Ford, Nehru, Hilberseimer: Village Industries and beyond
Princeton University, Princeton, NJ, USA
In 1955 Ludwig Hilberseimer published The Nature of Cities: Origin, Growth, and Decline where he proposed a transnational, systems approach to industrializing the revenant hinterlands of islands in the Pacific Ocean to the U.S. Midwest to the interior of India amongst others. In his before and after plan drawings of an anonymous Indian village, Hilberseimer suggests taking land from small farmers to make large farms. He cites Jawaharlal Nehru’s thesis that British rule progressively “ruralized” India’s industries, and the need to raise living standards by means of “rapid urbanization” and planning. One of the most curious observations made in the 286 page book is when Hilberseimer states, Nehru’s “proposals for decentralization of industry and its integration with agriculture are not unlike those made for the United States by Henry Ford.” One of Ford’s major preoccupations was decentralization coupled with the industrialization of farming to raise productivity and wages—a project he attempted to precipitate across the globe—and one that the Ford Foundation would take up in India in 1952.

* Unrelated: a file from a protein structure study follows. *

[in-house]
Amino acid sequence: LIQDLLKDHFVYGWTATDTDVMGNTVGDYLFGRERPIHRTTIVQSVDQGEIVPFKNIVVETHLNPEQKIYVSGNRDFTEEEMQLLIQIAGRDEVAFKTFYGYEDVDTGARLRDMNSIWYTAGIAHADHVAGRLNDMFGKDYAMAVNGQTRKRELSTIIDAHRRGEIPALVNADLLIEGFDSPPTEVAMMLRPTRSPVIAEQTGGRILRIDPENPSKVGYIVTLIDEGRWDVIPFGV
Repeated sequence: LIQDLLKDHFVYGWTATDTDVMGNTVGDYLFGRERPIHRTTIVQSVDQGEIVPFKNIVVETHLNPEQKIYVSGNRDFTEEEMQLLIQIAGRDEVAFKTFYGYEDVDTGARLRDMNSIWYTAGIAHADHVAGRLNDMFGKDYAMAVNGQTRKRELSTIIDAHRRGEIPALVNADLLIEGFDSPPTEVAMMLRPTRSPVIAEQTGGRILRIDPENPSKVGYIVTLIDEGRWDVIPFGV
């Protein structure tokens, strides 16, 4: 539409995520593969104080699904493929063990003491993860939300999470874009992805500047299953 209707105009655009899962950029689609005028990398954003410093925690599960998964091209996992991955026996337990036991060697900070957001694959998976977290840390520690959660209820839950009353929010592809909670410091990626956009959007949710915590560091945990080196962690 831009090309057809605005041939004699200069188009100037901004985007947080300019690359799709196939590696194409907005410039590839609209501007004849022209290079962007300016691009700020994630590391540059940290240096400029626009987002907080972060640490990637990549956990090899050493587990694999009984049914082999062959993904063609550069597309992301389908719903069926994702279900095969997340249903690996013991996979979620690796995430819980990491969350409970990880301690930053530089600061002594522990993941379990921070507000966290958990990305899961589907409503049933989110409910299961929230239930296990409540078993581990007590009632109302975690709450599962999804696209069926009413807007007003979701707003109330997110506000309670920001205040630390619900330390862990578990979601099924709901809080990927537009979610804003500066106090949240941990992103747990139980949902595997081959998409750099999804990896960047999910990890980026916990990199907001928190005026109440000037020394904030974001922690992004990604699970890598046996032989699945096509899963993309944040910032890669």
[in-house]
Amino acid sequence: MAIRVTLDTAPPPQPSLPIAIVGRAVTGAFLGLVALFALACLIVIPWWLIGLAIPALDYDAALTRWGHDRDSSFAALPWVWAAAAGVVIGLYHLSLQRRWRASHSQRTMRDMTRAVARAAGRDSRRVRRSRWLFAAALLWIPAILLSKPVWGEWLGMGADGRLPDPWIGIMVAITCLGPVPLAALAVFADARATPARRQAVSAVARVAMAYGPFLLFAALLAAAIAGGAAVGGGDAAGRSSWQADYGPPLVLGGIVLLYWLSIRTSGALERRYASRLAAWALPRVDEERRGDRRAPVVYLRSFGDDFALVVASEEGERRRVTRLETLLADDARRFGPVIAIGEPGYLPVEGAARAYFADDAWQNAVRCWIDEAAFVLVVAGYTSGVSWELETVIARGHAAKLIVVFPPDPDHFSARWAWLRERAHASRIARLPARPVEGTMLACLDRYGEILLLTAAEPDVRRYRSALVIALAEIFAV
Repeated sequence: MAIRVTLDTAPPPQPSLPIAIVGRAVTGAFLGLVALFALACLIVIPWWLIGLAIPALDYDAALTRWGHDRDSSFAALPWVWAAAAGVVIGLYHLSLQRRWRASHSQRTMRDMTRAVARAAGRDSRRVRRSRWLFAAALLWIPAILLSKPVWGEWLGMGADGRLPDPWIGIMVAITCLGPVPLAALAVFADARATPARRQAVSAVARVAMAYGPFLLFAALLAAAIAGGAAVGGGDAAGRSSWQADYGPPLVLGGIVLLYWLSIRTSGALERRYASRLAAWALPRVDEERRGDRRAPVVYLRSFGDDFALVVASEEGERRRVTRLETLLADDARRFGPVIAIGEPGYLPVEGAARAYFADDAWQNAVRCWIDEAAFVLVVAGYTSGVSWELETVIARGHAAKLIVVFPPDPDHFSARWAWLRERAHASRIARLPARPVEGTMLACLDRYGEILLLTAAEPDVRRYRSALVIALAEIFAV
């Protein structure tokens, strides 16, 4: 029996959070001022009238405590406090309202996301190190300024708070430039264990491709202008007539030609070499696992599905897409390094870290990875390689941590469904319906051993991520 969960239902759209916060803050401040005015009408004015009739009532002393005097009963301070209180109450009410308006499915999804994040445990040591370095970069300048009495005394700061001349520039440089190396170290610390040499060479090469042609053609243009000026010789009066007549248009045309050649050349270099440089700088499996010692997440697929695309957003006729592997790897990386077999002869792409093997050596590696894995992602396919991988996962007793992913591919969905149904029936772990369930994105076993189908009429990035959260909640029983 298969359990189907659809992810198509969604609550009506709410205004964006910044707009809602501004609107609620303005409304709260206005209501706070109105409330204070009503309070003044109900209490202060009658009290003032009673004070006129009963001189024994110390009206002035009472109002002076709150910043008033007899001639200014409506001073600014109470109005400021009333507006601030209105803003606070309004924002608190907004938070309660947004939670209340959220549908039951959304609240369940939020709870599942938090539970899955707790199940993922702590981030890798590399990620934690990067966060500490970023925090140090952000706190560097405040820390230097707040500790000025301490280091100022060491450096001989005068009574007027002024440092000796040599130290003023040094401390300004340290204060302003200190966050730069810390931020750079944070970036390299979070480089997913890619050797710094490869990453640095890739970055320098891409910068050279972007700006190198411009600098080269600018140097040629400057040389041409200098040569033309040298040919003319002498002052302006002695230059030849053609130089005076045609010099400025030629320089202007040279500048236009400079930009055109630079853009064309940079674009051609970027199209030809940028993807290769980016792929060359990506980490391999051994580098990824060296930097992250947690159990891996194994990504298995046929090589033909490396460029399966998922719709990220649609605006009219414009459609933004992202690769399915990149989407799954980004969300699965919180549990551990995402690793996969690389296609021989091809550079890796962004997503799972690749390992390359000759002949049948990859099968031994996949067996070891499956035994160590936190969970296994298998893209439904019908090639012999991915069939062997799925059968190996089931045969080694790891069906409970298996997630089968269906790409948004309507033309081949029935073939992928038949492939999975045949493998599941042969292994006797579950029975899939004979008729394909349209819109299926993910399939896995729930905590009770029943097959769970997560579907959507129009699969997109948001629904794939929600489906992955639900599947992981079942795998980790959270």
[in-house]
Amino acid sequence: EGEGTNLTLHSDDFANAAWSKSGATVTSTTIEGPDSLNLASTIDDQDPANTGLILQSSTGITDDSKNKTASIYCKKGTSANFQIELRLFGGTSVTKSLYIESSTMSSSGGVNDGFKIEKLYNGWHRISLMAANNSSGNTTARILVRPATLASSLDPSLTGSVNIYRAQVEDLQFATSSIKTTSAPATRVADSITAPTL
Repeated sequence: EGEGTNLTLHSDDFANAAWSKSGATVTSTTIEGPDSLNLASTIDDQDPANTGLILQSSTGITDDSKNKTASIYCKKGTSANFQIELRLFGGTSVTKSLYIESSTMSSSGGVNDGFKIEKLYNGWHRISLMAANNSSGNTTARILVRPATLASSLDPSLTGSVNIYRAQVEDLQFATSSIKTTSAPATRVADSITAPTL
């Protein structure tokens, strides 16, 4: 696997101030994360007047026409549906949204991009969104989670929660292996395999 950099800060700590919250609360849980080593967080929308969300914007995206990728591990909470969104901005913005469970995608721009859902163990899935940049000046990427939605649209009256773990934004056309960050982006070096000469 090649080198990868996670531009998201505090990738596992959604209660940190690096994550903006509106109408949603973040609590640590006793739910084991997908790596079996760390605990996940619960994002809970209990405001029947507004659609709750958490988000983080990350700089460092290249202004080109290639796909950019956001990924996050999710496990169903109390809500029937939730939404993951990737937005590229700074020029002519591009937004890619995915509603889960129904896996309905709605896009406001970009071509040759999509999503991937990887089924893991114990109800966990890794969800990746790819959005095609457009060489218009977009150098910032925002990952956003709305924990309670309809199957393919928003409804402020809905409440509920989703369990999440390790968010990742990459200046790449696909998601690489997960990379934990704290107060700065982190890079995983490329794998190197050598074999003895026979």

To date, the design proposals put forward by Hilberseimer and others, has yet to be adequately situated with respect to larger systems of thought and institutional financing, particularly where geographical, infrastructural, and statistical dimensions are at stake.
Moving beyond the transhistorical discourse on the “Nature” of cities put forward by Hilberseimer, this paper will ask: how do we come to terms with the complex historical conditions in which modern statecraft and industrialization has alternately asserted or rejected its relation to an ostensibly productive countryside? And how might representational practices at the cross roads of architecture and urban design not only transform scale, quantification, computation, modeling, experiment, and so on, but also speak to design’s epistemological agency?